Category:Amarna art

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The Ancient Egyptian art style known as Amarna Art was a style of art that was adopted in the Amarna Period (i.e. during and just after the reign of Akhenaten in the late Eighteenth Dynasty, and is noticeably different from more conventional Egyptian art styles.

It is characterized by a sense of movement and activity in images, with figures having raised heads, many figures overlapping and many scenes are crowded and very busy.

The illustration of hands and feet were obviously thought to be important, shown with long and slender fingers, and great pains were gone to be show fingers and finger nails. Flesh was shown as being dark brown, for both males and females (contrasted with the more normal dark brown for males and light brown for females) - this could merely be convention, or depict the ‘life’ blood. As is normal in Egyptian art, commoners are shown with 2 left feet (or 2 right feet).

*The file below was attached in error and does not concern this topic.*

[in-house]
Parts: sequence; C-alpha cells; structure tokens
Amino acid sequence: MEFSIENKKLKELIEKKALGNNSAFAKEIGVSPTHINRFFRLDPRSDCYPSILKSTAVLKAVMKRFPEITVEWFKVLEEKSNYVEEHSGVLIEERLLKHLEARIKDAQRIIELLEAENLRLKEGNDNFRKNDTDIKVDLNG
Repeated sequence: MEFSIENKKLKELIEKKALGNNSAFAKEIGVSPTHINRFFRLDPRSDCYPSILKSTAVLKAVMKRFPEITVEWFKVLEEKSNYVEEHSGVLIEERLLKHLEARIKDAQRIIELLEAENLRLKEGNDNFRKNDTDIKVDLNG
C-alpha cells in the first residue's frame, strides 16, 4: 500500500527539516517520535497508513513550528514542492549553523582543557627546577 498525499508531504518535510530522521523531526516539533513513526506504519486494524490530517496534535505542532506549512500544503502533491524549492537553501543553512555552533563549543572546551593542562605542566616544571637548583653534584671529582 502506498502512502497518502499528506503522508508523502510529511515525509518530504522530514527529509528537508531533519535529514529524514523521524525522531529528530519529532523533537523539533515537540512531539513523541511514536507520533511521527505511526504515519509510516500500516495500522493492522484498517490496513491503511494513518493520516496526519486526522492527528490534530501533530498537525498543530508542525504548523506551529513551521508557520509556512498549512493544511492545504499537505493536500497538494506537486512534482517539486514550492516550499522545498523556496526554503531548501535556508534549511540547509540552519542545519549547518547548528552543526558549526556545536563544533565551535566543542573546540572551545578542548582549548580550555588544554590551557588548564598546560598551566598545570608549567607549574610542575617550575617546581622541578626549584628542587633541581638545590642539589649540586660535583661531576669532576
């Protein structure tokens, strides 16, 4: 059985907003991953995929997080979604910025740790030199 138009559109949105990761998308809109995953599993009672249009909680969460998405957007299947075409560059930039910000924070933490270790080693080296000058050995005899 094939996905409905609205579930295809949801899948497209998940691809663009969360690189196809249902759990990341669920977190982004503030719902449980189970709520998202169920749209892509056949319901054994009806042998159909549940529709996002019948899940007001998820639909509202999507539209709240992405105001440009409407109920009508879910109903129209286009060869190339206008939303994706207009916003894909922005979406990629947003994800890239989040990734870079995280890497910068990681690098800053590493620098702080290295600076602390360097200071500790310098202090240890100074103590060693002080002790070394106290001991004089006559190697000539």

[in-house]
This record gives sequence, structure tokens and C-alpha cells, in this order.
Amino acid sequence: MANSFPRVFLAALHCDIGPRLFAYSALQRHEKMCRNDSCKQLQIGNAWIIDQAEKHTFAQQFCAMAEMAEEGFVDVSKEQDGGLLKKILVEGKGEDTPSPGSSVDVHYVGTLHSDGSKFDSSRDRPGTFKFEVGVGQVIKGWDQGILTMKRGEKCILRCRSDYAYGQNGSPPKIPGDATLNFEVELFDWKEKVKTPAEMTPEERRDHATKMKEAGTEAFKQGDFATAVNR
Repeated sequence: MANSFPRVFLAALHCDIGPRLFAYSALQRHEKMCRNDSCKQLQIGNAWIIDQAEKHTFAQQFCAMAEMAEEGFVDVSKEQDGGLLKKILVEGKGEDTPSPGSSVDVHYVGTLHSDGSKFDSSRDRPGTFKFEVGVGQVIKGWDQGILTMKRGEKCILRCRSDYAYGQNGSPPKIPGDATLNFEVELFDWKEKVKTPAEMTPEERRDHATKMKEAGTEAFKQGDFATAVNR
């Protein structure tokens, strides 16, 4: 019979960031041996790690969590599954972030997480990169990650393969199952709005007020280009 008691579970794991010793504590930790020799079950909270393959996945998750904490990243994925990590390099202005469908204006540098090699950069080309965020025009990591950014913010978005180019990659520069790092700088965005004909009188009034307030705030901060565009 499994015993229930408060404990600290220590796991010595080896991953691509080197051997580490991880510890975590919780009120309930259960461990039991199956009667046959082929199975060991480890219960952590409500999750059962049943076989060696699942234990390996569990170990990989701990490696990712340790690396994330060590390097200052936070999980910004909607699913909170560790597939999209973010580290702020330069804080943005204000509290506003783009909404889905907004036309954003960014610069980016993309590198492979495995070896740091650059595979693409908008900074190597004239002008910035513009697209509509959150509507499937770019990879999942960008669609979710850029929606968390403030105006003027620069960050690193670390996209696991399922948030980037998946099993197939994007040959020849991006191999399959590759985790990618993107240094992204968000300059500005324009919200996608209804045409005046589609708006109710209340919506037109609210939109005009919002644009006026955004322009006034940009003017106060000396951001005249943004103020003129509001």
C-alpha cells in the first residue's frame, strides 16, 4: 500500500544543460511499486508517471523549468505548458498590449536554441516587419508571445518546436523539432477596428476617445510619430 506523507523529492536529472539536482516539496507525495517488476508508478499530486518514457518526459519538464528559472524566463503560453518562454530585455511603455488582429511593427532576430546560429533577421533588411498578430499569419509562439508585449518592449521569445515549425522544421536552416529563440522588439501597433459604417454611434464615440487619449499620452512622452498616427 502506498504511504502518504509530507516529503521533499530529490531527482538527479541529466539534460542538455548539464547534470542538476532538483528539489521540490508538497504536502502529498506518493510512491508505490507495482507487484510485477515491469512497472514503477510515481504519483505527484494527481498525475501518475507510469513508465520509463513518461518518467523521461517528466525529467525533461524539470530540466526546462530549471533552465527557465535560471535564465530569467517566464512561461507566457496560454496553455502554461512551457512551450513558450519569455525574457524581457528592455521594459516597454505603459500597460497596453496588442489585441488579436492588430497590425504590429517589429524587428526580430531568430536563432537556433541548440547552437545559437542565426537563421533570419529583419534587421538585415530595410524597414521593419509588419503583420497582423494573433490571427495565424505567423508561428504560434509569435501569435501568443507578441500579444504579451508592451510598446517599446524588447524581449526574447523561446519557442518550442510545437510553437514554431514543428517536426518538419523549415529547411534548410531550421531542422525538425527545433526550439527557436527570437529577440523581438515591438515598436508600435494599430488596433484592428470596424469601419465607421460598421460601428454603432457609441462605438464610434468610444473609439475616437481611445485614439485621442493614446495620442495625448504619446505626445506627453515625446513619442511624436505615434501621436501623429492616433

The depiction of the Royal Family is often seen as being informal, intimate and with a family closeness, but this hides the conventions of the style. Central to most scenes is the disc of the Aten, shining down on the Royal Family and literally giving life and prosperity to Akhenaten and Nefertiti. Royalty are shown with left and right feet, each with a big toe.


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Media in category "Amarna art"

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